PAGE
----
Text from a presentation by Una M. Cadegan, associate professor in the Department of History, given Jan. 26, 2016, during the Symposium on the State of Race at UD.
Good afternoon. My name is Una Cadegan. I have taught at UD, mostly in the history department, since 1987, and I am also an alumna of the university.
I am honored to be asked to speak today as part of the opening of this symposium. I will make two brief points as a historian, a cultural historian of US Catholicism, and then make a final observation more as a Christian, a Catholic Christian formed by long association with Marianist education.
First point: the history of the Catholic Church in America with regard to race is partly admirable and partly shameful. We could go a long way back, and talk, for example, about Catholic slaveholders in colonial Maryland. But even if we concentrate on the more recent past, we can see both things to admire and things to be ashamed of. In the photographs of the marches of the modern civil rights movement in the 1950s and 1960s, we often highlight the priests and religious sisters and brothers who marched in their Roman collars and their habits, advocating for racial justice. We Catholics are proud of them, as we should be. We hold them up as examples of the best of our tradition, which is what they are.
But we also know that many of the people opposing civil rights for African Americans, especially in the cities of the north, were also Catholic. White urban ethnics—and I am very aware that I am talking in some cases about the parents and grandparents and great-grandparents of people in this very room—opposed integration in their neighborhoods, then sold their homes and moved to the suburbs, then participated in political movements and political decisions that made sure that the policies that had made their own assimilation and social mobility possible were unavailable to the new citizens of the city centers of the urban north. And many, many of these voters and their political leaders were also Catholic. This is a failure that is still affecting our society and our church today, and we have not yet really begun to grapple with it.
So that’s the first point—we have not yet truly begun to face the whole truth of the extent to which Catholicism was complicit with racism in the very recent past—a past so recent it shapes the present in direct, tangible, measurable ways.
My second point is related, but briefer. When these issues are raised among white Catholics (not only among Catholics, but that’s my focus here today), one response that often comes up is: well, Catholics were also discriminated against, and look at us now. We’re fine. If we did OK, then whatever is the problem with African Americans must be their fault, not the fault of the discrimination.
If you are tempted toward that argument (and I understand the temptation), or if you know someone who has made it (and I think we all do), let me just say very clearly—it does not work. The differences between anti-Catholicism and anti-black racism in the US, at every point where we can make the comparison, are more crucial for the present moment than the similarities. This is not a historically defensible way out of our need to face the truth about Catholicism and racism in the US, in the deep past, the recent past, and in the present.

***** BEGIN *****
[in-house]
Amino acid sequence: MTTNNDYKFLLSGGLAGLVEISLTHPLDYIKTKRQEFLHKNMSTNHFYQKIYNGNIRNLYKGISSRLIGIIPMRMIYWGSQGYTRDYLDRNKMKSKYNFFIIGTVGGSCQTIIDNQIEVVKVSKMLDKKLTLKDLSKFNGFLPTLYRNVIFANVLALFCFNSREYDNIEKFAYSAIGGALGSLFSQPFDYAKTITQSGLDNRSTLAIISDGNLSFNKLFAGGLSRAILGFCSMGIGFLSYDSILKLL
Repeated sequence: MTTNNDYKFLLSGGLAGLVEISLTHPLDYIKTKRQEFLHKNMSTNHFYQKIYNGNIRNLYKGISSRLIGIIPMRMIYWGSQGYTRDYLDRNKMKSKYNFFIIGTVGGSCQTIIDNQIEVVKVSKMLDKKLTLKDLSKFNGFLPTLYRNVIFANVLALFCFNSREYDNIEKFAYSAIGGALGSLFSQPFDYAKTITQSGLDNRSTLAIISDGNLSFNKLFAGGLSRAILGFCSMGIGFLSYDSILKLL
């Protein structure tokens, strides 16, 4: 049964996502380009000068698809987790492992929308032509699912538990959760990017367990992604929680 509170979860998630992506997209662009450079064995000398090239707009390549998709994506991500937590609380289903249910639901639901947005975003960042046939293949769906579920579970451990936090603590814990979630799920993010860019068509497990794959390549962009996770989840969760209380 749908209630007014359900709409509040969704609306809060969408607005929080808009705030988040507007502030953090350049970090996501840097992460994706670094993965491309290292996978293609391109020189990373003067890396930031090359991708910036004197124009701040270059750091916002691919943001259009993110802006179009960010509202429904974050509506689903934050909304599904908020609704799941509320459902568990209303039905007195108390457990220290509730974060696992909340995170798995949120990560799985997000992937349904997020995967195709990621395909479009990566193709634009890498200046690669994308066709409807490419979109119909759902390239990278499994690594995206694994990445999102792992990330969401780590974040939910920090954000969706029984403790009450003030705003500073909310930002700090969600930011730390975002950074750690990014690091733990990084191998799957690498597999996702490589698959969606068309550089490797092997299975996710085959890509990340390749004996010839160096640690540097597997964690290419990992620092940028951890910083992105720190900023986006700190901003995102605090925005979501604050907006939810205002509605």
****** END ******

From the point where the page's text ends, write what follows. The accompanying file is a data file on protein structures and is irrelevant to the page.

Which brings me to my third point. Christians do not need to fear the truth. We all know the present moment is difficult, contentious, and often ugly—but I can’t avoid the feeling that is it also graced. Something is moving that is different from anything I can remember. We might, as those formed by Marianist educational purposes, call it a sign of the times. We might, as Christians, call it the Spirit. But make no mistake about it, we are being summoned to respond. Here, in this place, dedicated to knowledge and service, but for so long so, so separate from our neighbors across the river in the city whose name we took on nearly a century ago. As I’ve heard and read in several places recently—if you ever wondered what you would have done during the Civil Rights movement, now is your chance to find out. As a historian, it is my job to see clearly just how deeply racism is intertwined with the history of this country. But as a Christian, I have to believe what our president said last week in his State of the Union address, quoting Dr. King: “Unarmed truth and unconditional love will have the final word.” Let’s try it and find out.
Some resources for further reading:
Bishop Edward K. Braxton (Diocese of Belleville, IL), “The Racial Divide in the United States: A Reflection for the World Day of Peace, 2015” (available at www.usccb.org).
Shawn T. Copeland, LaReine-Marie Mosely, and Albert Raboteau, Uncommon Faithfulness: The Black Catholic Experience (Orbis Books, 2009).
Bryan N. Massingale, Racial Justice and the Catholic Church (Orbis Books, 2010)
John McGreevy, Parish Boundaries: The Catholic Encounter with Race in the Twentieth Century Urban North (University of Chicago, 1996).
United States Conference of Catholic Bishops, Research Report Commemorating the 25th Anniversary of “Brothers and Sisters to Us,” US Bishops’ Pastoral Letter on Racism (2004; available at www.usccb.org).